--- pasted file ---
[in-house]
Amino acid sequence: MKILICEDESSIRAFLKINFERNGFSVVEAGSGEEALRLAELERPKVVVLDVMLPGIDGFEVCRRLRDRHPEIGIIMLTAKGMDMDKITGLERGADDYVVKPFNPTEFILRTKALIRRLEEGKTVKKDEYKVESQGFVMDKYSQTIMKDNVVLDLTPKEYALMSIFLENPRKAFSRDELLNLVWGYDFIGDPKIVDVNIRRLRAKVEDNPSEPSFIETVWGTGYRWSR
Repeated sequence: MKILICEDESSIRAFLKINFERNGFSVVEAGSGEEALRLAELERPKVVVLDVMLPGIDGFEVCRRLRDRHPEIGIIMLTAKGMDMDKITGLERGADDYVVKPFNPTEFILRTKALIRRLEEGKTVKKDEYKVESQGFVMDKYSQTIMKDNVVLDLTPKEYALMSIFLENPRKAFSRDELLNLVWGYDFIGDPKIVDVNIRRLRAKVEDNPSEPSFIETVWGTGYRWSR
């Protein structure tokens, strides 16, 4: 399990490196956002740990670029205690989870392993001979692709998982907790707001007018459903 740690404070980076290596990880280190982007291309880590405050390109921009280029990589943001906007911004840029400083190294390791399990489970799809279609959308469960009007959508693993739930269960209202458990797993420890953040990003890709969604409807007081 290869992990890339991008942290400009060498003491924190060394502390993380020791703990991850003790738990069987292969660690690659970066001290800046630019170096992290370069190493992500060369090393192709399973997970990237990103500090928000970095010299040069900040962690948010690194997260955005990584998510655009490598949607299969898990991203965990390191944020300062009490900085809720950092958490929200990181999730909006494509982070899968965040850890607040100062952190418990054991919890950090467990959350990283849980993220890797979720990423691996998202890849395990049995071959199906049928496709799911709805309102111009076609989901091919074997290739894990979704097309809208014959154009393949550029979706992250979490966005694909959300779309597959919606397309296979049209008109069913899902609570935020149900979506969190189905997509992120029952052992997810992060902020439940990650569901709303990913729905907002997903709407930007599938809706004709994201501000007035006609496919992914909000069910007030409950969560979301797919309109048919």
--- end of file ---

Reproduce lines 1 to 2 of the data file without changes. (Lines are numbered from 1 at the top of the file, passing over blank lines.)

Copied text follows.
[in-house]
Amino acid sequence: MKILICEDESSIRAFLKINFERNGFSVVEAGSGEEALRLAELERPKVVVLDVMLPGIDGFEVCRRLRDRHPEIGIIMLTAKGMDMDKITGLERGADDYVVKPFNPTEFILRTKALIRRLEEGKTVKKDEYKVESQGFVMDKYSQTIMKDNVVLDLTPKEYALMSIFLENPRKAFSRDELLNLVWGYDFIGDPKIVDVNIRRLRAKVEDNPSEPSFIETVWGTGYRWSR